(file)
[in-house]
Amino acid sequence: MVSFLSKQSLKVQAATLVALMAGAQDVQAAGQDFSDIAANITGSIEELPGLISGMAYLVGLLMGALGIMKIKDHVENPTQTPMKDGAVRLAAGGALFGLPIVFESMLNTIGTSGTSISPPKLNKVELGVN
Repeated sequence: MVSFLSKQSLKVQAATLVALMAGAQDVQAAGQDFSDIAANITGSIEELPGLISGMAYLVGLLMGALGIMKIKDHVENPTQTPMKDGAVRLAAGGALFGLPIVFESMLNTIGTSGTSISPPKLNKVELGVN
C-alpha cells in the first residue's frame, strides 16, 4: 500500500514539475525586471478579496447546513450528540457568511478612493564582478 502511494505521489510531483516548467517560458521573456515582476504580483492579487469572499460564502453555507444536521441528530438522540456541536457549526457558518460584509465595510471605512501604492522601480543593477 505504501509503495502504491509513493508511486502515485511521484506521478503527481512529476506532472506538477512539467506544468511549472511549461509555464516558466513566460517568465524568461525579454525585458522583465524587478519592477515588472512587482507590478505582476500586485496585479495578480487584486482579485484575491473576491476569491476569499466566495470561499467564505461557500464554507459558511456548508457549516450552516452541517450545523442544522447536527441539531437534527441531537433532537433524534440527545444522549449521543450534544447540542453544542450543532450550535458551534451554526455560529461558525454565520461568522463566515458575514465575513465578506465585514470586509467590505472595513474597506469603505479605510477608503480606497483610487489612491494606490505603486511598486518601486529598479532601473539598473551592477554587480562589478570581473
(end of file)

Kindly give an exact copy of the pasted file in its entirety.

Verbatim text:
[in-house]
Amino acid sequence: MVSFLSKQSLKVQAATLVALMAGAQDVQAAGQDFSDIAANITGSIEELPGLISGMAYLVGLLMGALGIMKIKDHVENPTQTPMKDGAVRLAAGGALFGLPIVFESMLNTIGTSGTSISPPKLNKVELGVN
Repeated sequence: MVSFLSKQSLKVQAATLVALMAGAQDVQAAGQDFSDIAANITGSIEELPGLISGMAYLVGLLMGALGIMKIKDHVENPTQTPMKDGAVRLAAGGALFGLPIVFESMLNTIGTSGTSISPPKLNKVELGVN
C-alpha cells in the first residue's frame, strides 16, 4: 500500500514539475525586471478579496447546513450528540457568511478612493564582478 502511494505521489510531483516548467517560458521573456515582476504580483492579487469572499460564502453555507444536521441528530438522540456541536457549526457558518460584509465595510471605512501604492522601480543593477 505504501509503495502504491509513493508511486502515485511521484506521478503527481512529476506532472506538477512539467506544468511549472511549461509555464516558466513566460517568465524568461525579454525585458522583465524587478519592477515588472512587482507590478505582476500586485496585479495578480487584486482579485484575491473576491476569491476569499466566495470561499467564505461557500464554507459558511456548508457549516450552516452541517450545523442544522447536527441539531437534527441531537433532537433524534440527545444522549449521543450534544447540542453544542450543532450550535458551534451554526455560529461558525454565520461568522463566515458575514465575513465578506465585514470586509467590505472595513474597506469603505479605510477608503480606497483610487489612491494606490505603486511598486518601486529598479532601473539598473551592477554587480562589478570581473